...换一个你的 School of Management, University of Glamorgan Research on Internal Audit Participate in Risk Management-Based on the ERM Framework of COSO By: Weichen Zhu Candidate no: 学号 September 2012 Supervised by: 你导师的名字 The dissertation is submitted as part of the requirement for the award of Masters of Science: 你专业的名字 Declaration This Dissertation has been prepared on the basis of my own work and that where other published and unpublished source materials have been used, these have been acknowledged. Word Count: Student Name: __________________ Signature: ______________________ Date of Submission:______________ Acknowledgement This is my first time to go aboard for studying. During different campus life in the UK, it is wonderful with deep impression. I learned how to use my internal power to make things happen and how to live my own life. All efforts contribute to my growth, but I cannot forget people who encourage and help me. Probably, I am not happy to study in my whole postgraduate time without support. Firstly, I would like to thank my supervisor 你导师的名字. He helps me develop the ideas and complete this dissertation. Especially, when I make a survey in China, I communicate with him through email. Sometimes, I am afraid that my timetable could have bad effects on him. However, he usually gives me feedback as soon as possible. Therefore, I only use 20 days to finish my survey. This kind of strong professional ethic is worth to......

Words: 20009 - Pages: 81

Internal Audit

...Internal Audit Internal auditing is a self-governing, objective assurance and consulting movement designed to add value and advance an organization's operations. The main objective of the internal audit activity is to determine whether the organization/company’s network of risk management, control, and governance processes, as designed and represented by the management, is adequate and functioning in a manner to ensure: risks are identified and managed, objectives are achieved, and compliance with policies are met. Along with internal auditing come developments, including standards and risk assessments for accounting and reporting practices. Sarbanes-Oxley Act The Sarbanes Oxley Act (the “Act”) of 2002 is a federal law passed in response to major corporate and accounting scandals including those of Enron, Tyco International, and Worldcom. These accounting scandals gave pause to the accounting world because of how complex and encompassing they were. They resulted in a decline of public trust in both accounting and reporting practices. It was then when the government realized that major reform was needed. This Act is now mandatory in the accounting world. All companies, whether small or large, must comply with the act. The corporate responsibility section of the Act calls for the establishment of an audit committee. The Act requires that all members of the audit committee be independent. Companies must disclose whether or not the audit committee includes at least one......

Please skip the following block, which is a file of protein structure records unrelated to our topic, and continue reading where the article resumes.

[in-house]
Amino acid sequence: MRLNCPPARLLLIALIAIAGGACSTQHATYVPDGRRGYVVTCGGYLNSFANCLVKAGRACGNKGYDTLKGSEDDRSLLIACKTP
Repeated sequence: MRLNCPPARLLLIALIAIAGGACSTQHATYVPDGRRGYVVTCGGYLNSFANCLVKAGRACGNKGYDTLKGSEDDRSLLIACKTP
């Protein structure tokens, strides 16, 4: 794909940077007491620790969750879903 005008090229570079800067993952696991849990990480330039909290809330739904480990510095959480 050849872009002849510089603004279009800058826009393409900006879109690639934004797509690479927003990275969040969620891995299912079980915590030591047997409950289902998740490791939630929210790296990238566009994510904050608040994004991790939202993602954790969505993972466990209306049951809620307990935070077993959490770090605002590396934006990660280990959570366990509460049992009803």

Words: 527 - Pages: 3

Internal Audit

...The Art Of Auditing Internal Auditor, August, 2000 by Lawrence Metzger "Creativity" and "auditor" are not contradictory terms. In fact, creative thinking is the linchpin of effective internal auditing--and it's a skill you can learn and polish. The work of internal auditors is as much an art as it is a science or technique. The internal audit process encompasses far more than a series of rote checklists; it is much more akin to an archeological dig, where layers of information are methodically uncovered. To connect and understand the layers of organizations, the internal auditor must be able to think creatively. Not only is creativity an inherent aspect of successful internal auditing, but it has become a hot, sought-after commodity in all fields. In his book Jamming, John Kao observes that we are living in an age of creativity. He argues, for example, that global competition is increasingly about a company's ability to mobilize its ideas, talents, and creative abilities. Kao maintains, along with other observers, that companies will increasingly be measured by their knowledge, and he emphasizes that creativity is the crucial variable in the process of turning knowledge into value. Knowledge is more than mastery of facts and data; it is also insight-the ability to see into a situation and make connections. Ideas are interconnected insights that we can grab and run with. And it is creativity that enables the transformation of one form of knowledge to the next. Kao states that...